China and the United States will focus on the length and quality of negative lists that outline sectors closed to foreign investment during the next two rounds of negotiations on a bilateral investment treaty (BIT), a senior Chinese official said Tuesday.
"During the latest 19th round of negotiations, the two sides exchanged initial offers of negative lists," Zhang Xiangchen, China's deputy international trade representative and assistant minister of commerce, said at a press briefing on the sidelines of the seventh round of the China-U.S. Strategic and Economic Dialogue (S&ED) starting here Tuesday.
"The negative list itself is a major progress in the negotiations, and both sides described it as a milestone event," Zhang said, noting that it will "fundamentally change foreign investment administration regime" and "substantially facilitate foreign investment" in China.
"The next issue will be the length and quality of the negative lists" after both sides exchanged initial offers," he said, adding that both countries expressed their willingness to "have further progress" on BIT negotiations and make the negative lists "shorter and better."
While the negative list issue is more difficult for China, both sides need to improve their negative list offers, the Chinese official said, urging the U.S. government to improve its investment environment as more and more Chinese investments have come into the country.
Zhang said the two sides will have two further rounds of negotiations before September to improve the negative lists offers, but declined to give specific timetable for the conclusion of the talks.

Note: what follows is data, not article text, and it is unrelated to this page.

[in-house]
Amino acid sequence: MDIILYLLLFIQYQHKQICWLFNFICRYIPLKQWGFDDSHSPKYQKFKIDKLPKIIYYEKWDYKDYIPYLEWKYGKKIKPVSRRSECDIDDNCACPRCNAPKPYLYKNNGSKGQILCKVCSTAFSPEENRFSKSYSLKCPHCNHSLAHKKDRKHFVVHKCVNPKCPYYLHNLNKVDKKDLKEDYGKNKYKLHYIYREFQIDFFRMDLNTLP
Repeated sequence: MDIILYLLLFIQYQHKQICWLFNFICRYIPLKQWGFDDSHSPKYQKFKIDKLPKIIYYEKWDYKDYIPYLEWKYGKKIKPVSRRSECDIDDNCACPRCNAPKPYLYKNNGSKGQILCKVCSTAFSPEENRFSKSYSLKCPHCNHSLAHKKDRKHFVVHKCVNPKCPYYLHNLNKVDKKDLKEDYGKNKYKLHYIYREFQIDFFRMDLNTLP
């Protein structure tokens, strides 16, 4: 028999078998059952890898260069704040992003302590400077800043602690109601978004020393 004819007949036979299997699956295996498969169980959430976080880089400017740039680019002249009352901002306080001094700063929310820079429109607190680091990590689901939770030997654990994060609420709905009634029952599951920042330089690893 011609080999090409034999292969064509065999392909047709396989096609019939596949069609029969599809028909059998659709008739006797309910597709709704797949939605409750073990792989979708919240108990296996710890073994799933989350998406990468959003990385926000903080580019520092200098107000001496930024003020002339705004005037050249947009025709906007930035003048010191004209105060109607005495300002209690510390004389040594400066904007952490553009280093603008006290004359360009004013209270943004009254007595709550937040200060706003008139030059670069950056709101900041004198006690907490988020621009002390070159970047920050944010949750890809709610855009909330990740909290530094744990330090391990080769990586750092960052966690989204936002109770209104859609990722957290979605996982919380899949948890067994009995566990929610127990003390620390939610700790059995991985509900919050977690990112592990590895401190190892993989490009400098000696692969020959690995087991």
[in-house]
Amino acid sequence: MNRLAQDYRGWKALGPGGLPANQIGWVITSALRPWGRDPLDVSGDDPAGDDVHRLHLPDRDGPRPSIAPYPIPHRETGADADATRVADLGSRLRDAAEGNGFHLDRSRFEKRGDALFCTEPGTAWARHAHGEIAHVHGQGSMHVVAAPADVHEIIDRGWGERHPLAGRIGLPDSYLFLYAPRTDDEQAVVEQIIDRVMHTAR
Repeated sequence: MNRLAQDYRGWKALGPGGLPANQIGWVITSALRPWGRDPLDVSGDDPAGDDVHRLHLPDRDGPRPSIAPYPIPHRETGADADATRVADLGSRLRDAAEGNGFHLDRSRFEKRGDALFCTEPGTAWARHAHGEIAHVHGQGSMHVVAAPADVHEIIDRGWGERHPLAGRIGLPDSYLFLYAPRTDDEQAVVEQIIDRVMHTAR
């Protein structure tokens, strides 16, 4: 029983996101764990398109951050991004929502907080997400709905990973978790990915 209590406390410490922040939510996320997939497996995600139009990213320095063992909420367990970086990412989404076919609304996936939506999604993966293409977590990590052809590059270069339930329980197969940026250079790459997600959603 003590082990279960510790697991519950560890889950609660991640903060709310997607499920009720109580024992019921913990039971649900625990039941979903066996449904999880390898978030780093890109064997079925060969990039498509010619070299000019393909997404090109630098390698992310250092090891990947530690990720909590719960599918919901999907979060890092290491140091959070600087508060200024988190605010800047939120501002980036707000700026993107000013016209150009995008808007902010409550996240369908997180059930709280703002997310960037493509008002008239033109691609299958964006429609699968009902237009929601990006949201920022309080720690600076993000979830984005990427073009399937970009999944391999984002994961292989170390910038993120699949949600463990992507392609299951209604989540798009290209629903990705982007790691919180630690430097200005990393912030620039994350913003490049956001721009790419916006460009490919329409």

"I hope the BIT negotiations could be concluded as quickly as possible," Zhang said, "as for the specific progress, it is up to the negotiations that will happen."
Adam Posen, president of Peterson Institute for International Economics, believed the United States and China could finish BIT talks under the Obama administration.
"There is more room for agreement than people realized," Posen said in a recent interview with Xinhua. "I certainly think (it's) doable before President Obama leaves office."
The investment treaty talks began in 2008 as China and the United States sought to increase mutual investment, which only accounted for a tiny share of their respective overseas investment.
But it was not until the 2013 S&ED meetings that the talks entered a substantial phase after the two countries agreed to conduct negotiations on the basis of pre-establishment national treatment with a negative list approach.
Yukon Huang, a senior associate in the Asia Program of the Carnegie Endowment for International Peace, said it is necessary to realize that both sides want to have a BIT, as it will help address a number of investment concerns between the two countries, and investors from both sides will get better access to each other's markets.
BIT is also very important for moving forward China-U.S. economic relations as "it is only the documentary agreement dealing with international economic issues between the United States and China in the foreseeable future," Huang told Xinhua.